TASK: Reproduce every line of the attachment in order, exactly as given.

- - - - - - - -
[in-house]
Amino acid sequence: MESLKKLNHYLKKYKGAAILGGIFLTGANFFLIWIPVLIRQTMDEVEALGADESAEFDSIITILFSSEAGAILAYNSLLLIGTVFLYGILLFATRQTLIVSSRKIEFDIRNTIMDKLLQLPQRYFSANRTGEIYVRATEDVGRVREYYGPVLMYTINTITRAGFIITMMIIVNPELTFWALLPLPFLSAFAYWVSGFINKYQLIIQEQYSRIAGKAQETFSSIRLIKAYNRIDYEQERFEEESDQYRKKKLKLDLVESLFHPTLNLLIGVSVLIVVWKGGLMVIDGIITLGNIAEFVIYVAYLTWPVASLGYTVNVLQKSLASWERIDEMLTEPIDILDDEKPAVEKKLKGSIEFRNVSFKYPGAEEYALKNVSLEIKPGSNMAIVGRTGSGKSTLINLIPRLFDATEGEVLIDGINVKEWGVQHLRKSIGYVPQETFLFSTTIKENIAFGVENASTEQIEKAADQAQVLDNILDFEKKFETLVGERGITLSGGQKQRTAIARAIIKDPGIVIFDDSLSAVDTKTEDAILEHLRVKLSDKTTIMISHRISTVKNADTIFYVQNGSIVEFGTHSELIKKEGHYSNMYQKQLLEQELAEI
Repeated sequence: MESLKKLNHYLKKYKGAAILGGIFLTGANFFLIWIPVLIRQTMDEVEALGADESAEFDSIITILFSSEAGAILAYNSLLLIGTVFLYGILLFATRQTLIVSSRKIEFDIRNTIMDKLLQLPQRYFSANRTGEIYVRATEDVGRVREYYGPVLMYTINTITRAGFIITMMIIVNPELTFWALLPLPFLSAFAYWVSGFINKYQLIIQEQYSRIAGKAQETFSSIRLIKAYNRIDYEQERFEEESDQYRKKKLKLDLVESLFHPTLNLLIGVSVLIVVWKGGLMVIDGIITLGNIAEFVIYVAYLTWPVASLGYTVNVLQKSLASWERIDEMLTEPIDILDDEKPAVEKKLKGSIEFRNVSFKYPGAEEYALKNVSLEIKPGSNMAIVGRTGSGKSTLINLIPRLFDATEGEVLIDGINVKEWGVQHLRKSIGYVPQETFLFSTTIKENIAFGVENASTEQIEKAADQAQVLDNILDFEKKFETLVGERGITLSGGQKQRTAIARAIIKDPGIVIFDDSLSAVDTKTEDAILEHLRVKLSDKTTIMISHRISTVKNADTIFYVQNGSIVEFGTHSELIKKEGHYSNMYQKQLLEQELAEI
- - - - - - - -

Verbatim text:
[in-house]
Amino acid sequence: MESLKKLNHYLKKYKGAAILGGIFLTGANFFLIWIPVLIRQTMDEVEALGADESAEFDSIITILFSSEAGAILAYNSLLLIGTVFLYGILLFATRQTLIVSSRKIEFDIRNTIMDKLLQLPQRYFSANRTGEIYVRATEDVGRVREYYGPVLMYTINTITRAGFIITMMIIVNPELTFWALLPLPFLSAFAYWVSGFINKYQLIIQEQYSRIAGKAQETFSSIRLIKAYNRIDYEQERFEEESDQYRKKKLKLDLVESLFHPTLNLLIGVSVLIVVWKGGLMVIDGIITLGNIAEFVIYVAYLTWPVASLGYTVNVLQKSLASWERIDEMLTEPIDILDDEKPAVEKKLKGSIEFRNVSFKYPGAEEYALKNVSLEIKPGSNMAIVGRTGSGKSTLINLIPRLFDATEGEVLIDGINVKEWGVQHLRKSIGYVPQETFLFSTTIKENIAFGVENASTEQIEKAADQAQVLDNILDFEKKFETLVGERGITLSGGQKQRTAIARAIIKDPGIVIFDDSLSAVDTKTEDAILEHLRVKLSDKTTIMISHRISTVKNADTIFYVQNGSIVEFGTHSELIKKEGHYSNMYQKQLLEQELAEI
Repeated sequence: MESLKKLNHYLKKYKGAAILGGIFLTGANFFLIWIPVLIRQTMDEVEALGADESAEFDSIITILFSSEAGAILAYNSLLLIGTVFLYGILLFATRQTLIVSSRKIEFDIRNTIMDKLLQLPQRYFSANRTGEIYVRATEDVGRVREYYGPVLMYTINTITRAGFIITMMIIVNPELTFWALLPLPFLSAFAYWVSGFINKYQLIIQEQYSRIAGKAQETFSSIRLIKAYNRIDYEQERFEEESDQYRKKKLKLDLVESLFHPTLNLLIGVSVLIVVWKGGLMVIDGIITLGNIAEFVIYVAYLTWPVASLGYTVNVLQKSLASWERIDEMLTEPIDILDDEKPAVEKKLKGSIEFRNVSFKYPGAEEYALKNVSLEIKPGSNMAIVGRTGSGKSTLINLIPRLFDATEGEVLIDGINVKEWGVQHLRKSIGYVPQETFLFSTTIKENIAFGVENASTEQIEKAADQAQVLDNILDFEKKFETLVGERGITLSGGQKQRTAIARAIIKDPGIVIFDDSLSAVDTKTEDAILEHLRVKLSDKTTIMISHRISTVKNADTIFYVQNGSIVEFGTHSELIKKEGHYSNMYQKQLLEQELAEI